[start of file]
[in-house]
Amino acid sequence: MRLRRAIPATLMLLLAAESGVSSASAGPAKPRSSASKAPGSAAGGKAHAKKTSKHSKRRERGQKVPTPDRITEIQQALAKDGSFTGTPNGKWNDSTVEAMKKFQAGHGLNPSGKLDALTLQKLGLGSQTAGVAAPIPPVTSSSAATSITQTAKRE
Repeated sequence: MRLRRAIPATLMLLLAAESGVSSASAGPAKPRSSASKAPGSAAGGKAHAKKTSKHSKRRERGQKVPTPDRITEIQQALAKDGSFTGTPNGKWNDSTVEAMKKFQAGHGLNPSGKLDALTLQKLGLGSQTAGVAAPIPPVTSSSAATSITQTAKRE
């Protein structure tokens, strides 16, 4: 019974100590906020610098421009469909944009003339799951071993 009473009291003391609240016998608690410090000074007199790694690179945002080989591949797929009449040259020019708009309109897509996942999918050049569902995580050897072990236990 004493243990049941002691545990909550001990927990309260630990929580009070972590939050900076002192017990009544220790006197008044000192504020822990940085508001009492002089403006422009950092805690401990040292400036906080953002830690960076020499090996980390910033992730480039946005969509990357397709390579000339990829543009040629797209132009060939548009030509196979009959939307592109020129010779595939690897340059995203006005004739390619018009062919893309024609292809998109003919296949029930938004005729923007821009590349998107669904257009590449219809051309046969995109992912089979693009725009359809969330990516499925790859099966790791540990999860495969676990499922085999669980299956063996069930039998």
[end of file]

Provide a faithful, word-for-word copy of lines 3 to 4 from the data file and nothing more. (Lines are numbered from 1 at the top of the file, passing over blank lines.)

Repeated sequence: MRLRRAIPATLMLLLAAESGVSSASAGPAKPRSSASKAPGSAAGGKAHAKKTSKHSKRRERGQKVPTPDRITEIQQALAKDGSFTGTPNGKWNDSTVEAMKKFQAGHGLNPSGKLDALTLQKLGLGSQTAGVAAPIPPVTSSSAATSITQTAKRE
């Protein structure tokens, strides 16, 4: 019974100590906020610098421009469909944009003339799951071993 009473009291003391609240016998608690410090000074007199790694690179945002080989591949797929009449040259020019708009309109897509996942999918050049569902995580050897072990236990 004493243990049941002691545990909550001990927990309260630990929580009070972590939050900076002192017990009544220790006197008044000192504020822990940085508001009492002089403006422009950092805690401990040292400036906080953002830690960076020499090996980390910033992730480039946005969509990357397709390579000339990829543009040629797209132009060939548009030509196979009959939307592109020129010779595939690897340059995203006005004739390619018009062919893309024609292809998109003919296949029930938004005729923007821009590349998107669904257009590449219809051309046969995109992912089979693009725009359809969330990516499925790859099966790791540990999860495969676990499922085999669980299956063996069930039998």